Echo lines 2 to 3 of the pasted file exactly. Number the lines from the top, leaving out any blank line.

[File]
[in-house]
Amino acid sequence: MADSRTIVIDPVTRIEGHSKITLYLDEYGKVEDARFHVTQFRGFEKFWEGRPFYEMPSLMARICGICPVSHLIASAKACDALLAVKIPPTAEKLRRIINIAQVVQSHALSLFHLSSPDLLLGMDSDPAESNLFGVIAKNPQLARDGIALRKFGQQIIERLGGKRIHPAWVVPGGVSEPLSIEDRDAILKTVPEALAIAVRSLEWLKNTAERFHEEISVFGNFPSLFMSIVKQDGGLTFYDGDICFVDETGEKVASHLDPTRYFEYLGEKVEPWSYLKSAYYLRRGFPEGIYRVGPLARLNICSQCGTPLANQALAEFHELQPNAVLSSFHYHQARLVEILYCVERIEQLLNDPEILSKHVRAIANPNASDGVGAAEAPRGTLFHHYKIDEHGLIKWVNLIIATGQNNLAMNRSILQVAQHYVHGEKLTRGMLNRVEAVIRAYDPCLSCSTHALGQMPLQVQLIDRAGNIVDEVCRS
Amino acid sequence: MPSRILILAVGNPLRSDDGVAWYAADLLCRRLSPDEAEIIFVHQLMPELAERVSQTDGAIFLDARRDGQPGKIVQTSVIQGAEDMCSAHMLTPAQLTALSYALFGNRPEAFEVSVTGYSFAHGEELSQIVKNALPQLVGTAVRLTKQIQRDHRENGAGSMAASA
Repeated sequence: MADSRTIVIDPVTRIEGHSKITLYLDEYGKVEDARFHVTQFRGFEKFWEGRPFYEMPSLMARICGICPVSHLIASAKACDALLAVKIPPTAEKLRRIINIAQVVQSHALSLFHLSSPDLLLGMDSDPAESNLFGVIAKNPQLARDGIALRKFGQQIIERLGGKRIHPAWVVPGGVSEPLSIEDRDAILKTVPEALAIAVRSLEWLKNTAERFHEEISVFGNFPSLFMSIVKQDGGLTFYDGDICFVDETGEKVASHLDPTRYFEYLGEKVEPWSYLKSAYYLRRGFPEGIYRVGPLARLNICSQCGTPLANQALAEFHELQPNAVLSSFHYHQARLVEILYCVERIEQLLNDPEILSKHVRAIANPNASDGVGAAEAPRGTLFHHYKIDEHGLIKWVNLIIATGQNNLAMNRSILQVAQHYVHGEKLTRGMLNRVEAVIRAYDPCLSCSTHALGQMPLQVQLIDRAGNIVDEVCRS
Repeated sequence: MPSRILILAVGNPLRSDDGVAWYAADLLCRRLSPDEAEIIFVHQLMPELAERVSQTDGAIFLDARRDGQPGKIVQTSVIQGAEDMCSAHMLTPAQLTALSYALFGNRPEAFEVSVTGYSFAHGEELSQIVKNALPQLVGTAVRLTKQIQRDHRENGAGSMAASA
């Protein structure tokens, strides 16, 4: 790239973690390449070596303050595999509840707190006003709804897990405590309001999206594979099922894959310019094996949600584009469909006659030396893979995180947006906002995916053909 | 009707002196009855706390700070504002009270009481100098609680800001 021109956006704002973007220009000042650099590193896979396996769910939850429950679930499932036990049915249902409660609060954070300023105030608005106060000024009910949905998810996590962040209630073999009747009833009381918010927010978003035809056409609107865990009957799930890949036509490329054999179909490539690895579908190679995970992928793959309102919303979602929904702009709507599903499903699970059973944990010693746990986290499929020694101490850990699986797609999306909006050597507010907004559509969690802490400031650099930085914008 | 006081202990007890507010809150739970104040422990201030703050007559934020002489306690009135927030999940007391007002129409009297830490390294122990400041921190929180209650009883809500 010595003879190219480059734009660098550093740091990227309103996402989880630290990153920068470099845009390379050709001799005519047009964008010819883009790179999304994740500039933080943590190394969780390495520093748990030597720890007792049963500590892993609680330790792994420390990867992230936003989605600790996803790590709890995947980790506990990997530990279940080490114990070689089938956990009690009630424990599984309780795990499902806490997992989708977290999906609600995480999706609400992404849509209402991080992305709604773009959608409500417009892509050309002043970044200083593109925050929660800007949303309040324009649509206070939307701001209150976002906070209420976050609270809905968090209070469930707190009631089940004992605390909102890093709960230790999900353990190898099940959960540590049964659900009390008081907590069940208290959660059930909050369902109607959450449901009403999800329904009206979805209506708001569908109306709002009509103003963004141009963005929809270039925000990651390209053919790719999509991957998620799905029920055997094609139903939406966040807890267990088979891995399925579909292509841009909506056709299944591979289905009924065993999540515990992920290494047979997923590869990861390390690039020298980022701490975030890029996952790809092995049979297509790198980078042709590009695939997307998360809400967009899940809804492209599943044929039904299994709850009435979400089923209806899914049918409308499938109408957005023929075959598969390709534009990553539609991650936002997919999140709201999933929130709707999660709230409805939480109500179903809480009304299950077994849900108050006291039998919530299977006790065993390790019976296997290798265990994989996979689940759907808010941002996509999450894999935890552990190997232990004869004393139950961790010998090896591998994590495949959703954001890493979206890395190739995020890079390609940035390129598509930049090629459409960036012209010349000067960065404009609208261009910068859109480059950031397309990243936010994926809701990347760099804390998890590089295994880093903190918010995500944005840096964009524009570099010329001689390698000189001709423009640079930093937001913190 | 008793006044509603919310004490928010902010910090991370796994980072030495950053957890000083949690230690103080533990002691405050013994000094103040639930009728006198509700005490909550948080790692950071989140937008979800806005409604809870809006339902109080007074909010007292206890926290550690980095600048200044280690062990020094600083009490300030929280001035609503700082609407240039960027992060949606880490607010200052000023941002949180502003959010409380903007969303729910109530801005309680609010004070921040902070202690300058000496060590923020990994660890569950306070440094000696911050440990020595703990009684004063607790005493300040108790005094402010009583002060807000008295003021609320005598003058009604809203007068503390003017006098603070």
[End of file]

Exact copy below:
Amino acid sequence: MADSRTIVIDPVTRIEGHSKITLYLDEYGKVEDARFHVTQFRGFEKFWEGRPFYEMPSLMARICGICPVSHLIASAKACDALLAVKIPPTAEKLRRIINIAQVVQSHALSLFHLSSPDLLLGMDSDPAESNLFGVIAKNPQLARDGIALRKFGQQIIERLGGKRIHPAWVVPGGVSEPLSIEDRDAILKTVPEALAIAVRSLEWLKNTAERFHEEISVFGNFPSLFMSIVKQDGGLTFYDGDICFVDETGEKVASHLDPTRYFEYLGEKVEPWSYLKSAYYLRRGFPEGIYRVGPLARLNICSQCGTPLANQALAEFHELQPNAVLSSFHYHQARLVEILYCVERIEQLLNDPEILSKHVRAIANPNASDGVGAAEAPRGTLFHHYKIDEHGLIKWVNLIIATGQNNLAMNRSILQVAQHYVHGEKLTRGMLNRVEAVIRAYDPCLSCSTHALGQMPLQVQLIDRAGNIVDEVCRS
Amino acid sequence: MPSRILILAVGNPLRSDDGVAWYAADLLCRRLSPDEAEIIFVHQLMPELAERVSQTDGAIFLDARRDGQPGKIVQTSVIQGAEDMCSAHMLTPAQLTALSYALFGNRPEAFEVSVTGYSFAHGEELSQIVKNALPQLVGTAVRLTKQIQRDHRENGAGSMAASA